In Peter Biskind’s Easy Riders, Raging Bulls, there’s a great anecdote: Some studio execs attend a screening of The Exorcist, anxious (perhaps understandably) about the film’s prospects. Midway through the screening, an audience member jumps from her seat, runs up the aisle, and throws up in a trashcan at the back of the auditorium. It was then, the story goes, that Warners knew it might have a hit. Prodded by the recent discussion of Dead Alive and its memorable “pudding scene,” I’d ask what moments in movies and TV have caused you genuine physical nausea, whether from anxiety about the characters/situation, cinematic style (looking at you, von Trier), or just sheer oopy-goopiness. —Andrew
I think of myself as having a pretty strong stomach—I’ve never understood people who can’t discuss certain topics over dinner (“Ugh! We’re trying to eat!”) or can’t see vomit in film without wanting to vomit themselves. So generally a director has to try really, really hard to get me queasy. But some of them have definitely tried just that hard. Like Terry Jones with Monty Python’s The Meaning Of Life, in the sequence where Jones plays a monstrously obese man who crams himself full of food, then projectile-pukes it everywhere. (Embedded below. I’m not rewatching it, and I don’t recommend it on a full stomach. Or if you’re planning on eating mints anytime soon.) Or Peter Jackson with Meet The Feebles, his sick-and-twisted satire of The Muppet Show. I couldn’t even tell you what scene from that film made me ill; past a certain point, it just felt like the whole thing was dripping, glistening puppets, soaked in slime representing various bodily excretions. I’ve actively worked to erase the whole thing from my memory.
Continuing the common denominator here, there’s a scene in Peter Jackson’s aptly titled Bad Taste that’s pretty rough. I don’t remember much about the movie these days—I haven’t seen it since like my junior year of high school, so almost 20 years—but it involves the eating of vomit. I had to look up the particulars online, and Defining Cult Movies: The Cultural Politics Of Oppositional Taste describes it thusly: “Bad Taste has aliens vomit copious amounts of chunky blue spew, which is then consumed by a sickened human.” That’s a simple summary (and the vomit is green, not blue), but it’s so much grosser than that. A movie’s never made me throw up, but that scene wrecked my stomach for a long while. I still shudder thinking about it—and did again when I found it on YouTube:
I also have a pretty strong stomach. My wife does not. Seeing people vomit makes her want to vomit, and that’s not a joke. We can’t watch Breaking Bad during dinner because of the amount of vomiting done on that show. (If you don’t live with someone with a highly sympathetic gag reflex, you may not have noticed.) That said, I feel like my own gag reflex is bending in her direction. I’ve sat through both Human Centipede movies, but I have no problem confessing that in a couple of scenes, I became very familiar with what was happening in the upper-left-hand corner of the screen. Ditto Antichrist. (If you’ve seen the movie, you know the scene.) And while I once thought it strange that I would ever marry someone who’s never seen Pink Flamingos, a film embraced by my high-school friends that I later shared with my college friends, I now wonder if I could rewatch the whole movie. (Then again, I’ve probably seen it enough for one lifetime anyway.)
Singling out any one scene from Harmony Korine’s Gummo—which is sort of like the Indy 500 of sickening stuff—as being grosser than the others is a challenge. But the part where that kid sits in the bathtub filled with gunky water and eats the gross-looking plate of spaghetti while his mom shampoos his hair turns my stomach just thinking about it. I’m not sure if it’s the juxtaposition that gets me, or if it’s just the thought of eating spaghetti and washing it down with milk that sounds unappealing, but, ugh I don’t think I feel so good.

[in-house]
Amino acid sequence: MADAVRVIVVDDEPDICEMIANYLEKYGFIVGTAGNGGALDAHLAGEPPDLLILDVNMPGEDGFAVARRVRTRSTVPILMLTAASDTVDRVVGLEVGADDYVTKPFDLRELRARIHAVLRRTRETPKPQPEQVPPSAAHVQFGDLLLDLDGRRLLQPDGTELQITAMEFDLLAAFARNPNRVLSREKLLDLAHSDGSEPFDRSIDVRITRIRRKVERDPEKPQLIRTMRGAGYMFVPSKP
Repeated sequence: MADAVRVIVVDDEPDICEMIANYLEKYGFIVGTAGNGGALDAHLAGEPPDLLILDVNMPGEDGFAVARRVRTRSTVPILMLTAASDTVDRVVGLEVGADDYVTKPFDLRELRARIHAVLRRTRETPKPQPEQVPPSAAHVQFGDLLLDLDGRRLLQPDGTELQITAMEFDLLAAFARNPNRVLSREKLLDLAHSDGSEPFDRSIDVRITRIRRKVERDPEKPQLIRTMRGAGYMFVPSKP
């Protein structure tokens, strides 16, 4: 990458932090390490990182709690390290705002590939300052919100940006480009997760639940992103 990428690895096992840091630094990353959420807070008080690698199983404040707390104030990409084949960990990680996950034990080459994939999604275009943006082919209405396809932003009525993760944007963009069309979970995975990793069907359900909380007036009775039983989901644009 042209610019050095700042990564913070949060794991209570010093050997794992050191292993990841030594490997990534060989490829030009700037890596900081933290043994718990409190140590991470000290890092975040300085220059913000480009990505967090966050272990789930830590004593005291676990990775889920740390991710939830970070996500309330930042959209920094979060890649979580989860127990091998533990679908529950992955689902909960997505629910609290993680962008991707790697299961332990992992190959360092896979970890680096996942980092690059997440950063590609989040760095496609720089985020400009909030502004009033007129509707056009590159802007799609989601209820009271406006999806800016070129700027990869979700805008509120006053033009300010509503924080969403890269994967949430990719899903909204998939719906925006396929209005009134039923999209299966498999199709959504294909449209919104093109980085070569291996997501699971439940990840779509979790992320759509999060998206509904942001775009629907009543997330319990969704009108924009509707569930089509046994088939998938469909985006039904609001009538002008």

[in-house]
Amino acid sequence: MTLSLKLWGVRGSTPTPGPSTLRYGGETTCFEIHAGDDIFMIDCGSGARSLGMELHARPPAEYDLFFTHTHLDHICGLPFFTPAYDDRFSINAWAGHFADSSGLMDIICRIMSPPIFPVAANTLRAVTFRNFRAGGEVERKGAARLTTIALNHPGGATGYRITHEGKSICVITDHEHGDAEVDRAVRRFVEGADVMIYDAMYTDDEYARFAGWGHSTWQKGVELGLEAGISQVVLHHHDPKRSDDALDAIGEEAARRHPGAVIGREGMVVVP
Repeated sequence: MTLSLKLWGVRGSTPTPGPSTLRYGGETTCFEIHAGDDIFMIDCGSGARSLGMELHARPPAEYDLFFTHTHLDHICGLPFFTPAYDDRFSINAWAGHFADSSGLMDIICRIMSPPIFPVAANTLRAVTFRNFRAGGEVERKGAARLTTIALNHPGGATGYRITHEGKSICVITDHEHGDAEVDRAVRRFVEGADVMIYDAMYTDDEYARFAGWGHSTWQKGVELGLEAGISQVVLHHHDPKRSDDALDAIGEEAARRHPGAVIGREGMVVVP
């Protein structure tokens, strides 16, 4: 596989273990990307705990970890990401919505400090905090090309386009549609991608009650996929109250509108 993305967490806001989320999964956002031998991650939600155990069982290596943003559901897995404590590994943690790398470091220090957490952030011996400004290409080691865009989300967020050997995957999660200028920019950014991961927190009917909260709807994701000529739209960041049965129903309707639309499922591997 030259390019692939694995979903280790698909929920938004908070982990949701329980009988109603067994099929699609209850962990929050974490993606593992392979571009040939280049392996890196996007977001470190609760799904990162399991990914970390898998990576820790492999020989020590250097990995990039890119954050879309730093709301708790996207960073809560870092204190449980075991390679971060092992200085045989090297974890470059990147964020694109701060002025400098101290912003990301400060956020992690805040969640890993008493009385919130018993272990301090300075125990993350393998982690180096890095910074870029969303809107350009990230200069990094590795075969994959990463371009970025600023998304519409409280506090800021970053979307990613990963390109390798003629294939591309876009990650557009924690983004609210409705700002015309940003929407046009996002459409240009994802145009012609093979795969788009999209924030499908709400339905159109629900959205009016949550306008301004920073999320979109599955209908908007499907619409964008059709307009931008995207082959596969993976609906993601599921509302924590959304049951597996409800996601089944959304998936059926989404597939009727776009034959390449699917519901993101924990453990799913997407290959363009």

My aversion to gore is well-documented on this site, so it shouldn’t be surprising that I’ve purposely avoided most of the films on this list, and will continue to do so. So I’m going to go in a different, lamer direction and confess that IMAX frequently sends my head spinning. I have pretty bad motion-sickness, and anything with fast, swooping camera work will often make me dizzy—even an old AMC ad that used to show before previews at my hometown movie theater. The camera flew up and over some random lit-up cityscape, which usually forced me to put my head down momentarily. (And yet I love roller coasters. Bodies are stupid.) But the immersive, overpowering experience of IMAX tends to exacerbate this even more, especially in the case of the “educational” IMAX productions they show at amusement parks and museums, which tend to spend a lot more time soaring over and diving into abysses than blockbuster IMAX adaptations like the Harry Potter movies or The Dark Knight. That said, the nausea-inducing Dubai skyscraper scene in Mission Impossible 4 was awesome enough that I went back to see it in IMAX a second time… just not on a full stomach.
As gross-out moments go, this one’s pretty tame, I admit, but the memory of it has lingered on since 1979, when I first saw Star Trek: The Motion Picture. Not long after James T. Kirk returns to his beloved U.S.S. Enterprise, which is just barely in the final stages of a complete refitting, an attempt to beam aboard two crew members—including the ship’s new Vulcan science officer, Lt. Commander Sonak—goes awry in a more ghastly manner than could ever have been imagined in the original series. Kirk wrestles the transporter controls away from Janice Rand (Grace Lee Whitney) and enters into a tense, rapid-fire dialogue with the transporter officer at the starbase the crewmen were beaming in from, trying his best to boost the signal and bring them in safely, but then Rand suddenly gasps, “They’re forming…” There’s a horrific shriek, and although the visuals are intentionally non-distinct within the incoming transporter beams, Rand’s comment and the manner in which it’s delivered make it clear that what we’re witnessing is the molecular structure of their bodies being completely shifted and twisted. The grotesqueness of their fate goes on for what seems like an eternity (even though it’s really only a few seconds)… and then they’re gone. The silence is deafening, and when it’s broken by the starbase transporter operator informing Kirk, “Enterprise, what we got back didn’t live long… fortunately,” the mental image that sprang forth almost made me throw up. (It’s also the moment when I definitively understood Dr. McCoy’s perpetually grouchy position on the transporter “scrambling your blasted molecules.”) I wouldn’t care to guess how many times I’ve seen ST:TMP since then, but I can tell you that that scene still makes me queasy every time.